Biological insight can be gleaned from high-throughput data by integrating prior knowledge stored in publicly available databases. These biological annotation databases include: (i) Gene Ontology (GO) for mining protein function, localization, and process , (ii) literature-curated pathway databases such as the Kyoto Encyclopedia of Genes and Genomes (KEGG) Pathway database  and BioCarta , in addition to (iii) experimental data warehouses such as BioGRID  that contains protein interaction data from high-throughput experiments and the Human Protein Reference Database (HPRD)  that includes curated enzyme-substrate data.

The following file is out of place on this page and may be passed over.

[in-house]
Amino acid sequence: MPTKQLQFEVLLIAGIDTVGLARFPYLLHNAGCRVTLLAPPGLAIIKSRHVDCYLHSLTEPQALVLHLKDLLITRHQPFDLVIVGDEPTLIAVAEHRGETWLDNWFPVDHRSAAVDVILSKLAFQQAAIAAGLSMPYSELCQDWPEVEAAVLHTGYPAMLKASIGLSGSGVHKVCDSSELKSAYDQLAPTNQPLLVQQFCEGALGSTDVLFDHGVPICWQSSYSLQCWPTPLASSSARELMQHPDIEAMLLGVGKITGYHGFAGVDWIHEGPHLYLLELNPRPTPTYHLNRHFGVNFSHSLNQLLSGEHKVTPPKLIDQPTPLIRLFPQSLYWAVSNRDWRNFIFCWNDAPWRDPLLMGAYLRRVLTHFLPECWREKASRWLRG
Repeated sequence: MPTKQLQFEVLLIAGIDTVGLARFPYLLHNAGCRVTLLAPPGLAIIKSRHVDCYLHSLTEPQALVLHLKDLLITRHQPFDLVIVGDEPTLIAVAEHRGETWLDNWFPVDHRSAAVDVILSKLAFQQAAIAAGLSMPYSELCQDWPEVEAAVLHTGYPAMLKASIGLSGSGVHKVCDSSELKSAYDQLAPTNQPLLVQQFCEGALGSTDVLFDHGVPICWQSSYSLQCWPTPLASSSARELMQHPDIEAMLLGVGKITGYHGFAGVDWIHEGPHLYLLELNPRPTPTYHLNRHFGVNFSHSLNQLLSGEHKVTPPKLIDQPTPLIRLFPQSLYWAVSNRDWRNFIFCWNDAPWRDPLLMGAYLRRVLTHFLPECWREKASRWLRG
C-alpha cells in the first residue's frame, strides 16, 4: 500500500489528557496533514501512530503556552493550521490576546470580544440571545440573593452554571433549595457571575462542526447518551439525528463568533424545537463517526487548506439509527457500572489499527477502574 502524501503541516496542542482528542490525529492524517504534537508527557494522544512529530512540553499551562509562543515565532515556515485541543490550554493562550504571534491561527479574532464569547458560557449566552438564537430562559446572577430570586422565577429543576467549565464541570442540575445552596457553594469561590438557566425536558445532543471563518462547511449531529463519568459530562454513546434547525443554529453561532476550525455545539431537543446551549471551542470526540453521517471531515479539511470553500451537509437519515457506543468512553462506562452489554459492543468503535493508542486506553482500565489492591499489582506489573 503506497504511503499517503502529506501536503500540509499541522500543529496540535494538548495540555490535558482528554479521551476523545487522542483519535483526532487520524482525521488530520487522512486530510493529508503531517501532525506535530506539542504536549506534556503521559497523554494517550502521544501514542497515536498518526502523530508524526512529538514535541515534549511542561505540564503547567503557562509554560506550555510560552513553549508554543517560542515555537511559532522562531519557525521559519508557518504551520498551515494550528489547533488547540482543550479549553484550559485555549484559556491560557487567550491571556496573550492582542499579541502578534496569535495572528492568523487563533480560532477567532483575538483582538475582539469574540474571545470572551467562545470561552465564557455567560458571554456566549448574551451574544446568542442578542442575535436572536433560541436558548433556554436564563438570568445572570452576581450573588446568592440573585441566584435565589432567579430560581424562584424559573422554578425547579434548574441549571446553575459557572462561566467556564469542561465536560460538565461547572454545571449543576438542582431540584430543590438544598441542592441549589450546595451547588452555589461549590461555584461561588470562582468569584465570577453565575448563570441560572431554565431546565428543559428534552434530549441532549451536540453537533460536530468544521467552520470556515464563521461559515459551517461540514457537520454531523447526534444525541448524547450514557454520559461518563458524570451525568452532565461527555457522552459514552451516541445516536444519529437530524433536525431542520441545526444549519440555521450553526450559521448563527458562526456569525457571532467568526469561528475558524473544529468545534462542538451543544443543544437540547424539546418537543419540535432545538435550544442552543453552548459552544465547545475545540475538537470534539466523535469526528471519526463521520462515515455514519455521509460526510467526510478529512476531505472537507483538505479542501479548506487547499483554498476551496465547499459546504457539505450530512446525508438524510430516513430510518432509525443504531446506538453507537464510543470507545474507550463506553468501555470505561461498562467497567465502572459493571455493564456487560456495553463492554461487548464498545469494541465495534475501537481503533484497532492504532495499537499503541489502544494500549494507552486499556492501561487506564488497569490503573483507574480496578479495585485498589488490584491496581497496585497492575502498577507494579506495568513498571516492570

GO is divided into three categories: (i) molecular function, (ii) cellular component, and (iii) biological processes. Molecular function distinguishes proteins based on their functional role in the cell and includes terms such as “MAP kinase activity.” The cellular component category groups proteins based on cellular localization and, at a higher resolution, complexes such as “IkappaB kinase complex.” Finally, biological processes include terms such as “MAPKKK cascade” that consist of proteins participating in the particular biological event. Similar to GO biological process, pathway databases such as KEGG Pathway and BioCarta assemble groups of proteins that belong to the same signaling or metabolic pathway. Unlike GO, which only contains lists of functional protein groups, the aforementioned pathway databases also store images of how the proteins interact within each pathway. The typical use-case of these annotation databases in automated analysis is to quantify the enrichment of a particular functional group of proteins within an experimental dataset. Statistical methods such as Fisher’s Exact Test calculate a significance level for the degree of enrichment of a particular protein group such as a pathway, complex, or enzyme class within an experimentally determined list of proteins (Figure 4). Given the role of mass spectrometry in interrogating signaling pathways via phosphoproteomic experiments, identifying members of a complex , or targeting enzyme classes via activity-based profiling assays, enrichment meta-analyses can facilitate the assessment of the experimental result. For example, Ficarro et al. used KEGG Pathway enrichment analysis to identify cell adhesion, junction, and matrix proteins as potentially involved in embryonic stem cell self-renewal . Several online tools exist for conducting meta-analyses given an input list of experimentally determined proteins [131–133].